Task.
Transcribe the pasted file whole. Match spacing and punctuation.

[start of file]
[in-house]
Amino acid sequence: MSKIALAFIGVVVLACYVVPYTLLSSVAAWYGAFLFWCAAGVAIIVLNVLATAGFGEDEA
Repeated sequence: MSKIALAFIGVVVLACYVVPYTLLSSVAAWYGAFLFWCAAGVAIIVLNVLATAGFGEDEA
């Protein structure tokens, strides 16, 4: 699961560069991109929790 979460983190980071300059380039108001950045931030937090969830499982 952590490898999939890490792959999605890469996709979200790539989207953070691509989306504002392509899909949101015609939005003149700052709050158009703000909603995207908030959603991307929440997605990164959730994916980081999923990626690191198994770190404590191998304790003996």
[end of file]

[in-house]
Amino acid sequence: MSKIALAFIGVVVLACYVVPYTLLSSVAAWYGAFLFWCAAGVAIIVLNVLATAGFGEDEA
Repeated sequence: MSKIALAFIGVVVLACYVVPYTLLSSVAAWYGAFLFWCAAGVAIIVLNVLATAGFGEDEA
């Protein structure tokens, strides 16, 4: 699961560069991109929790 979460983190980071300059380039108001950045931030937090969830499982 952590490898999939890490792959999605890469996709979200790539989207953070691509989306504002392509899909949101015609939005003149700052709050158009703000909603995207908030959603991307929440997605990164959730994916980081999923990626690191198994770190404590191998304790003996």